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Issue 0619

Starring Glenn Morris


Tarzan's Revenge (1937, 70 min.), starring Glenn Morris and Eleanor Holm, was one of the least-liked Tarzan movies, despite the fame of its athletic stars and its strong musical score by the Austrian-American composer / music director, Hugo Riesenfeld (1879-1939). Morris, in his sole Tarzan appearance, is rarely seen. His real fame goes back to the 1936 Berlin Olympics when he won a decathlon medal and swept Hitler's favorite director, Leni Riefenstahl off her feet. She mentions the bizarre blouse-ripping incident with Morris in her memoirs.
Director: D. Ross Lederman
Writers: Edgar Rice Burroughs (characters) ~ Robert Lee Johnson ~ Jay Vann

Glenn Morris: Tarzan
Eleanor Holm: Eleanor 'Ellen' Reed
George Barbier: Roger 'Rodge' Reed, Eleanor's Father
C. Henry Gordon: Ben Alleu Bey
Hedda Hopper: Penny Reed, Eleanor's Mother
Joe Sawyer: Olaf Punch, Safari Guide (as Joseph Sawyer)
George Meeker: Nevin 'Nev' Potter, Eleanor's Fiance
Corbet Morris: Jigger, Nevin's Servant
John Lester Johnson: Koki, Chief Bearer
Frederick Clarke: Ben Alleu's Servant
Bill Elliott: Riverboat Captain (as Gordon Elliott)
Al Thompson: The Sign Painter
Blue Washington: Bearer Bringing Olaf Poison Darts

Producers: Sol Lesser ~ Barney Briskin
Original Music by Hugo Riesenfeld
Music Supervisor: Abe Meyer
Cinematography by George Meehan
Film Editing by Gene Milford ~ Bert Jordan
Art Direction by Lewis J. Rachmil
Assistant Director: Wilbur McGaugh
Sound Engineer: Terry Kellum
Wardrobe: Jerry Bos
Production Company: Principal Productions Inc.
Distributor: Principal and 20th Century Fox Film Corporation
Black & White ~ 70m ~ Mono (RCA High Fidelity Recording)
Production Dates: October 1937 - November 1937
Filming Studio Location: 20th Century Fox Studios, Los Angeles, California, USA
Copyright Holder: Principal Productions, Inc.; 7 January 1938; LP8030
Release Date: January 7, 1938
7 reels ~ 35mm negative and print ~ Spherical ~ Aspec Ratio: 1.37 : 1
  • Filming locations: 20th Century Fox Ranch ~ 20th Century Fox Studio, Los Angeles, California.
  • Producer Sol Lesser considered casting New York Yankees baseball great Lou Gehrig as Tarzan, but changed his mind after seeing his legs, which were "more functional than decorative."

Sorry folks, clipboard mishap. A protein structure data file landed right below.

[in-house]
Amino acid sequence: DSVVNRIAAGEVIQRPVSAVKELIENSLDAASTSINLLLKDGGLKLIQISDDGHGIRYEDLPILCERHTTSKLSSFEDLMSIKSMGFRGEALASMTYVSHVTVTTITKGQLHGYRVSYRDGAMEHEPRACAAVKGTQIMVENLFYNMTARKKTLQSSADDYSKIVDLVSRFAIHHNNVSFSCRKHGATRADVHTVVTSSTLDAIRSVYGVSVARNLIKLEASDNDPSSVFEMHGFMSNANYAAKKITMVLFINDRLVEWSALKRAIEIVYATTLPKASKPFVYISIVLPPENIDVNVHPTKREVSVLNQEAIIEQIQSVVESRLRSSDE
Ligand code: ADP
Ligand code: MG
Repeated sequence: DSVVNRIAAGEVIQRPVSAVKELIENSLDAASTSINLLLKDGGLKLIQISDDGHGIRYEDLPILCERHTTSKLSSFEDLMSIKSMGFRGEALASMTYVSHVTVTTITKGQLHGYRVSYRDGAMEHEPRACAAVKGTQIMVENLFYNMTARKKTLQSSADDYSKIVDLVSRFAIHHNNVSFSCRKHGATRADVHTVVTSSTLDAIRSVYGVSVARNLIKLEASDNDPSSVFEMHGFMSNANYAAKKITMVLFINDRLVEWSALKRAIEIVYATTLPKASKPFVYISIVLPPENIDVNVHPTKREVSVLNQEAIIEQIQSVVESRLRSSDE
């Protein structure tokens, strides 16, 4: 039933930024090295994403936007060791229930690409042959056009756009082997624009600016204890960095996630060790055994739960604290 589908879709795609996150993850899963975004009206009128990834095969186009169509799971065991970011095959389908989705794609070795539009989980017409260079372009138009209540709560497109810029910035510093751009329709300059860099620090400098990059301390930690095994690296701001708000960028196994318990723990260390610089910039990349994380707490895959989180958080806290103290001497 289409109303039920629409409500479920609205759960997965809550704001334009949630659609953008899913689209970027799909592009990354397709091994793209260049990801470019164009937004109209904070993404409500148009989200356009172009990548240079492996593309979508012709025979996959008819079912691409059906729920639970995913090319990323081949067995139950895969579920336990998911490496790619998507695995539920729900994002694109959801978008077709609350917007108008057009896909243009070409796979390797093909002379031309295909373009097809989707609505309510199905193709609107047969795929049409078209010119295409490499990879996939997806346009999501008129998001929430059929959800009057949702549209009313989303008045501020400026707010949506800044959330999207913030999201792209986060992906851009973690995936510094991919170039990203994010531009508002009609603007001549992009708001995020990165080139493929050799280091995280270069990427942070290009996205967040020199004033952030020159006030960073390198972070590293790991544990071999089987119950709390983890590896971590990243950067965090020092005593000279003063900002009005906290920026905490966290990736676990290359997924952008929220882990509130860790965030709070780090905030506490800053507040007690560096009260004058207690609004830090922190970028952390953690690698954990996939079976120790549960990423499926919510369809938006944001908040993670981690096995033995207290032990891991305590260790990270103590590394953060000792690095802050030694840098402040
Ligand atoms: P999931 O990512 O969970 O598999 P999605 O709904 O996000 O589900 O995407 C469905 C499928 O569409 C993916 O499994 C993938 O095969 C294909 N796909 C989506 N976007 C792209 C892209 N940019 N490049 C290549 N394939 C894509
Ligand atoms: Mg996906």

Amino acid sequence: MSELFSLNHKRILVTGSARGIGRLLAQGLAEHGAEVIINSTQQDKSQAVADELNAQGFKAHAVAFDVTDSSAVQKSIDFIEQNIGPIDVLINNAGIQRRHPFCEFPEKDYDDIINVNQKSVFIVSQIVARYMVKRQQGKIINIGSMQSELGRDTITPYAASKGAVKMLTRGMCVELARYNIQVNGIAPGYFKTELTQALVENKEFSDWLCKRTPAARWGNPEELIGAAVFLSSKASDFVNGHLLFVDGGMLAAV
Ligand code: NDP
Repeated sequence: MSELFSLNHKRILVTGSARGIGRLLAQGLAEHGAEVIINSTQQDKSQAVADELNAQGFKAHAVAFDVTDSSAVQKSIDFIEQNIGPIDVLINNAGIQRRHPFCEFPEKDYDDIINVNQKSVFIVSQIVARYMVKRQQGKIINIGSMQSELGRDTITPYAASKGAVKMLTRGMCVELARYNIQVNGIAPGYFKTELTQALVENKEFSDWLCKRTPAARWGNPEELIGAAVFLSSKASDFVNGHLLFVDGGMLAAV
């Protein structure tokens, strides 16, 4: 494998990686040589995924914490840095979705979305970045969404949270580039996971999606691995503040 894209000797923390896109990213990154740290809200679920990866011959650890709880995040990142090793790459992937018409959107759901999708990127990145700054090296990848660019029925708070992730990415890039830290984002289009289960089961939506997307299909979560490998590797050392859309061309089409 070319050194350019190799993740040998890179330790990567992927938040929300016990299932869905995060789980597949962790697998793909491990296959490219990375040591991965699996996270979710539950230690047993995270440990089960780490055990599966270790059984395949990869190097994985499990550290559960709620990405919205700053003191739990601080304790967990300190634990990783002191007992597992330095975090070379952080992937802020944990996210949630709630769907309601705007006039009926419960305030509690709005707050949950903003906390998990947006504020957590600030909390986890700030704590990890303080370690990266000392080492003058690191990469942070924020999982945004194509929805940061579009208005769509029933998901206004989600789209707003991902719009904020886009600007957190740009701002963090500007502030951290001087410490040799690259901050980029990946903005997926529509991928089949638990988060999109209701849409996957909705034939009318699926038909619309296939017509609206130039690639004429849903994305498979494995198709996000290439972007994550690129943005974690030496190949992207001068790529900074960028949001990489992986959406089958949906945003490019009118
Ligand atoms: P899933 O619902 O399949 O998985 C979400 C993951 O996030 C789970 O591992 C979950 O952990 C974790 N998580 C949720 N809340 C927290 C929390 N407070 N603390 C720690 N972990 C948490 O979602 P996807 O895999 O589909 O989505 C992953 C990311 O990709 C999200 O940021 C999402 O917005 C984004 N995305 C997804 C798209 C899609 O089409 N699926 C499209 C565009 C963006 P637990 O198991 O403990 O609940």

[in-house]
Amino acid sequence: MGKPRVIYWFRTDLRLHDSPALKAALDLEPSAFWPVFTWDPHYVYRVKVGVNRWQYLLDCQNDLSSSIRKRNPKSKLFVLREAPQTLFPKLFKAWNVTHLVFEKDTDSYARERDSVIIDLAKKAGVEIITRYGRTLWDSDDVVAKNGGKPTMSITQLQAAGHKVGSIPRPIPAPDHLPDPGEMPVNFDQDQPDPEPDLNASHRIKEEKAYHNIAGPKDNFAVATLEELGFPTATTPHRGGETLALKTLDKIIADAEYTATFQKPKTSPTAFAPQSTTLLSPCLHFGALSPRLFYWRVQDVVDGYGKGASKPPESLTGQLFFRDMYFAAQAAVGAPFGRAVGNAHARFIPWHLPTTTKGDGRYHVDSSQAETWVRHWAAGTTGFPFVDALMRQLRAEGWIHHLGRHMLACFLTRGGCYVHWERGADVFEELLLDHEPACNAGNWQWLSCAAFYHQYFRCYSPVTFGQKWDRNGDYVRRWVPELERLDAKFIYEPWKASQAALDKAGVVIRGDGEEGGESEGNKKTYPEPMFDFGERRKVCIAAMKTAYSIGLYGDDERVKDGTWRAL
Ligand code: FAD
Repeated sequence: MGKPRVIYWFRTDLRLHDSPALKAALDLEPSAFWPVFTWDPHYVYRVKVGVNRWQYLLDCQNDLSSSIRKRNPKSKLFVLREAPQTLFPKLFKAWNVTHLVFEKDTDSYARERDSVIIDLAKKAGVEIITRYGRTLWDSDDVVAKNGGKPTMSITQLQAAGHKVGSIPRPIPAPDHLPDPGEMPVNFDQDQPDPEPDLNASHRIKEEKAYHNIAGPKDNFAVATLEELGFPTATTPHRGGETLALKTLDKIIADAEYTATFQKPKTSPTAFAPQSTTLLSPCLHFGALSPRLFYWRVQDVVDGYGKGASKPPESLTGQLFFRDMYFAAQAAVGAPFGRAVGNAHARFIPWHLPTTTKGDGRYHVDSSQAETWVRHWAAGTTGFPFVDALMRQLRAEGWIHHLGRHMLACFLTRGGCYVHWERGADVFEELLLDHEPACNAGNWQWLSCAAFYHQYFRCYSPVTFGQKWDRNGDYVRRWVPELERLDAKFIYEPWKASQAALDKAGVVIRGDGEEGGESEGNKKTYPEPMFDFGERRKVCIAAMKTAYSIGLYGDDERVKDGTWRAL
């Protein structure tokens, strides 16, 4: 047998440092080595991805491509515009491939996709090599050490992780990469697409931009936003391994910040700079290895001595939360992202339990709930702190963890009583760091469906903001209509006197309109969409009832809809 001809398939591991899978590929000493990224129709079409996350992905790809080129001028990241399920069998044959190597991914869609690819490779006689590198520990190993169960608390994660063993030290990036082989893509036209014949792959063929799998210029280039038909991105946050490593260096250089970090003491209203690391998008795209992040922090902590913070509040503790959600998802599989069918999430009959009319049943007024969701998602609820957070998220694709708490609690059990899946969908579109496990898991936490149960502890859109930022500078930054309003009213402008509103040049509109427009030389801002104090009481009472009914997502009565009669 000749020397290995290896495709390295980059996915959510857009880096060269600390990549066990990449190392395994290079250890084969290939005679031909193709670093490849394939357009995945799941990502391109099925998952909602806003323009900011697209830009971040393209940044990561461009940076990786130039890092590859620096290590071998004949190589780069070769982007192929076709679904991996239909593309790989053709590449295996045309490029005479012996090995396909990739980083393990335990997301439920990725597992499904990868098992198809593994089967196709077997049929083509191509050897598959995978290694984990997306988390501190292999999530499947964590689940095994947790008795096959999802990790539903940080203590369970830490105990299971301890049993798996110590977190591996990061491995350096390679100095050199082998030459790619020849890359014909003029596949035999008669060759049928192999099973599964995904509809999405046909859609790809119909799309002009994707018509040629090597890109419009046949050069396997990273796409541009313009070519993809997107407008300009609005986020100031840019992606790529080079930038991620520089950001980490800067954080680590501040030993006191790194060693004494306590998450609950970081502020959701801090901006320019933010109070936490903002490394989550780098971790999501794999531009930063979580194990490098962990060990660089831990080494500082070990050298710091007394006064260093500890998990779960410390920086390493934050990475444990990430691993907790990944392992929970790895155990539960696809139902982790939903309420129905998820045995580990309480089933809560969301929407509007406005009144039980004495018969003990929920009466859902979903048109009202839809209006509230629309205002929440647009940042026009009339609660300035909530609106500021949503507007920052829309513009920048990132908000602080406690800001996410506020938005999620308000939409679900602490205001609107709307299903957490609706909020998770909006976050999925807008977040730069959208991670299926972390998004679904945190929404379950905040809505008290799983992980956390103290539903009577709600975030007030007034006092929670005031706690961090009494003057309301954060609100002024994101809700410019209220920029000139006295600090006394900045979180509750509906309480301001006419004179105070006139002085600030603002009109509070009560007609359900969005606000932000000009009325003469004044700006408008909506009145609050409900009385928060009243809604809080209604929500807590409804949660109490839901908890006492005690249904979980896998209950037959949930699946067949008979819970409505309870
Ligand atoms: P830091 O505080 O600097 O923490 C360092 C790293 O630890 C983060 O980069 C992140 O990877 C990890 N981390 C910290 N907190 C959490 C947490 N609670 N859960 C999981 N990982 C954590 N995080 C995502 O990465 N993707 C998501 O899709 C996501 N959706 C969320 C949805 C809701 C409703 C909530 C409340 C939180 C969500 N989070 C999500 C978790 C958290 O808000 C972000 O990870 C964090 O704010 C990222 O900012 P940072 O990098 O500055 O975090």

• An unauthorized Turkish release of this film years later had a Turkish actor's face superimposed over Glenn Morris' in some scenes.
  • Glenn Morris, the American golden medal decathleta at the Berlin Olympics and Leni Riefenstahl, Hitler's famous propaganda film-maker, were passionately attracted to each other.After he was awarded his medal in the stadium he grabbed her, tore open her blouse and kissed her breasts in front of the stadium spectators.
  • After swimming champion Eleanor Holm was cast as female lead, the screenwriters rewrote their script to feature Holm's swimming prowess. She became Tarzan's mate at the end of the film but her character was named Eleanor as it was feared that the public wouldn't accept one so well known as the Jane character.
  • Well-known gossip columnist, Hedda Hopper, played Eleanor's mother.
  • The film was shot on a low budget and did not fare well against the slick competition of Weissmuller films. the film's failure compelled Morris to quit acting.
  • Time Magazine gave the film an unfavorable review: "This new Tarzan is lean, 6 ft. 2 in. Glenn Morris, summoned to replace Johnny Weissmuller. . .  He heroically  combines the facial qualities of Broadway's Burgess Meredith and Hollywood's Harpo Marx, but has the acting ability of neither."
  • Film Daily reported that "it suffers from repitition and a slow pace."
  • Variety: "Even the youngsters, at which this type of production is aimed, will not be much impressed."
  • Liberty Magazine called Eleanor Holm "one of the year's worst actresses."
  • Sensitive to the scathing reviews, Morris became a successful insurance agent, enlisted in the Navy after Pearl Harbor, and was seriously wounded in combat.
  • Eleanor Holm also gave up acting and resumed her swimming career in Billy Rose's "Aquacade" show.

Lou GehrigLou Gehrig

Sol Lesser, Edgar Rice Burroughs, Glenn MorrisGlenn Morris and Edgar Rice Burroughs

Glenn Morris (1912.06.18-1974.01.31) born on his family's homestead farm near Simla, Colorado was a U.S. track and field athlete. He won a gold medal in the Olympic decathlon in 1936, setting new world and Olympic records. He attended Colorado A&M  and played football as well as track and field. He was also an occasional actor, he portrayed Tarzan in Tarzan's Revenge